Season 4 has been a transformative period for Rollo, brother of Ragnar. Having long grown used to living in his brother’s shadow, Rollo betrayed his Viking brethren, allying with the Franks and defending Paris against a new attack from the Northmen. In Thursday’s midseason finale, Rollo met his brother in the field of battle. And the results were bloody. We talked to actor Clive Standen about what led up to this — and what the finale means for his Rollo.SPOILERS, natch!
(Also, be sure to check out my full recap of the Vikings midseason finale, and my chat with creator Michael Hirst about what lies ahead for the show.)
ENTERTAINMENT WEEKLY: It feels like the whole show has led up to the moment when Rollo faces off against Ragnar. What do you think is going through Rollo’s mind, in that moment?
CLIVE STANDEN: It’s never been about betraying Ragnar. It’s about existing. Michael [Hirst] and I always held onto this old Swedish proverb: “One wants to be loved, in lack thereof admired, in lack thereof feared, in lack thereof loathed and despised. One wants to instill some sort of emotion in people. The soul trembles before emptiness and desires contact at any price.” We talked about that in season one. He just wants to fit in. He just wants to be acknowledged by his brother.
In this season, everyone seems to have reacted to Ragnar on the boat, [saying] “When everyone wanted you dead, I wanted you alive! And this is how you repay me!” People forget how much Rollo has done for Ragnar. When Ragnar becomes the Earl of Kattegat, Rollo tells him: “How will we ever be equal now, brother?” Ragnar may protect his brother, but he doesn’t reward him. He wants to keep him in the shadow. This is Rollo’s one chance of doing something.
You didn’t have many scenes with Travis Fimmel, who plays Ragnar, this season. What was it like filming that bloody fight scene?
Travis and I have an interesting relationship this season. We are quite sociable. I treat him like a brother from another mother. We still go out drinking. But we didn’t have any scenes on set together. So I had no idea what he was up to as Ragnar. Travis is quite mercurial as an actor, so just because you’ve read [the script] doesn’t mean you know what Travis is doing. I had no idea what he had become, how far Ragnar had fallen from grace. I’d only seen Travis outside of costume, going for a couple beers. Seeing him, face to face, on the battlefield — the battlewater! — seeing him on the raft was the first time I’d seen Travis in months as Ragnar Lothbrok. It was like Rollo seeing Ragnar for the first time in years.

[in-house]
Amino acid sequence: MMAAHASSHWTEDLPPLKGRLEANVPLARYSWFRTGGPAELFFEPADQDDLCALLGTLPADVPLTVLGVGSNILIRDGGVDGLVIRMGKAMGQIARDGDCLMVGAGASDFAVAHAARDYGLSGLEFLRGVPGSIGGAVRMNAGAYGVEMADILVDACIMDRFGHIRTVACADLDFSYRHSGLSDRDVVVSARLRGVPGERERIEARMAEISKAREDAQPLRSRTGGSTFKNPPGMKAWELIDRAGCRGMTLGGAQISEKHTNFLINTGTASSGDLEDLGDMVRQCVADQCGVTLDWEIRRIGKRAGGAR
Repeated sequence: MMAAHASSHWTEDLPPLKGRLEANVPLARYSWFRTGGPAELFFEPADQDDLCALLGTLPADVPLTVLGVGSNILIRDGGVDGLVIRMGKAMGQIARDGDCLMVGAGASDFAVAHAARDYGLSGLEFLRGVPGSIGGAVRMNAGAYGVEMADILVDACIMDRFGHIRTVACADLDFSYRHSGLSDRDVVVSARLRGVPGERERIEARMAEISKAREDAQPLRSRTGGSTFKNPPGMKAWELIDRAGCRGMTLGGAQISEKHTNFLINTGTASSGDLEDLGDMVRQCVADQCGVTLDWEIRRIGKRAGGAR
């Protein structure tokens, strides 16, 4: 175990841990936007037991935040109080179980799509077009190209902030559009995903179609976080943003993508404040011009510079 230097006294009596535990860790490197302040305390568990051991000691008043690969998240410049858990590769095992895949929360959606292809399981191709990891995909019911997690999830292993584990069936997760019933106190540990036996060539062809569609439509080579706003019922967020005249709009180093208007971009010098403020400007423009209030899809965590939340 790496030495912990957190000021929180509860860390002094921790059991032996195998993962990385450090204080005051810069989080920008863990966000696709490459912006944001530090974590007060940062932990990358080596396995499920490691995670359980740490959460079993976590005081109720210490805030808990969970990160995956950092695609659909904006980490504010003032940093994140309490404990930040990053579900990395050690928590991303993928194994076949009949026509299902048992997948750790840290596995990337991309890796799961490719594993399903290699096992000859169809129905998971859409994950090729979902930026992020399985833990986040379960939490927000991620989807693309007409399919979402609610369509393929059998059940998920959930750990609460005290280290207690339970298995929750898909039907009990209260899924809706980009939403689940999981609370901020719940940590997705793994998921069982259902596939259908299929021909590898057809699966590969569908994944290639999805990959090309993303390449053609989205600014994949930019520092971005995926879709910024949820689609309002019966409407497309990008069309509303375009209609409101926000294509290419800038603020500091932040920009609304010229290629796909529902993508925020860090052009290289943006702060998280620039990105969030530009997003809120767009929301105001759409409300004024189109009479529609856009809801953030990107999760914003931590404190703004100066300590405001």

When you see us punch each other, there’s a couple hits that really connect. I went home bruised, and so did he. As soon as that scene was out of the way — the relationship of Rollo and Ragnar is crumbled, irreparable now — it was a big weight off my and Travis’ shoulder. We could hug and be friends again.
Rollo is now a hero of Paris, but we’ve seen him express some regret about leaving his people behind. Does he miss being a Northman?
Of course he does! He’s a Viking, through and through! He’s taken on the Frankish court, the fashions of Frankia, the etiquette, the religion, just because it’s a means to an end. He has no life left in Kattegat. He has to embrace another culture.
You’re starring in the new NBC series Taken. How does that fit into your Vikings schedule?
I’m gonna be a very, very busy man! Taken is amazing, and it’s killing me. The stunts and things — an entirely new set of skills, pardon the pun! Guns and special forces and Krav Maga.
Without talking too much about what happens in the second half of the season, you definitely will see Rollo again. There’s a big time jump, as we learned at the end of this episode. What’s fascinating is these characters, when you get reintroduced, they’re entirely different people. Maybe, with Rollo, the grass isn’t greener on the other side. Whenever we get something, there’s the chance it’s not quite how you imagined. Maybe the brothers will meet again. Maybe they’ll never see each other again.